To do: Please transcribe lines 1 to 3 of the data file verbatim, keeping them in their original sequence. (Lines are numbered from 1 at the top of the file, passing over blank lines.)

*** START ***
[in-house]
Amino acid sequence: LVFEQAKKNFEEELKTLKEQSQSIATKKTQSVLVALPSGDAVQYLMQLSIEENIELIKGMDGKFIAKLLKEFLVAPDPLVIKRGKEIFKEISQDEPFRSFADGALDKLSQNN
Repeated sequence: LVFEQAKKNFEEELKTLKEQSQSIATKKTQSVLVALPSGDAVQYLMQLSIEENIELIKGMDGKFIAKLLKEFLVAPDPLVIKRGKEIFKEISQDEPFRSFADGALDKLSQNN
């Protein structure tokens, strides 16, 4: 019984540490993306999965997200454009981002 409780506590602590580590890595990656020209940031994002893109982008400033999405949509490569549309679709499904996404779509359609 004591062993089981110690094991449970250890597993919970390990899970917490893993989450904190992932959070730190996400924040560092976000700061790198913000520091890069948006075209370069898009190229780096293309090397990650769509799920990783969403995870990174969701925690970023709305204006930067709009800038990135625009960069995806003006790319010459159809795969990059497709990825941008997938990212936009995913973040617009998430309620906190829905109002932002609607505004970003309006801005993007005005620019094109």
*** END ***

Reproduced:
[in-house]
Amino acid sequence: LVFEQAKKNFEEELKTLKEQSQSIATKKTQSVLVALPSGDAVQYLMQLSIEENIELIKGMDGKFIAKLLKEFLVAPDPLVIKRGKEIFKEISQDEPFRSFADGALDKLSQNN
Repeated sequence: LVFEQAKKNFEEELKTLKEQSQSIATKKTQSVLVALPSGDAVQYLMQLSIEENIELIKGMDGKFIAKLLKEFLVAPDPLVIKRGKEIFKEISQDEPFRSFADGALDKLSQNN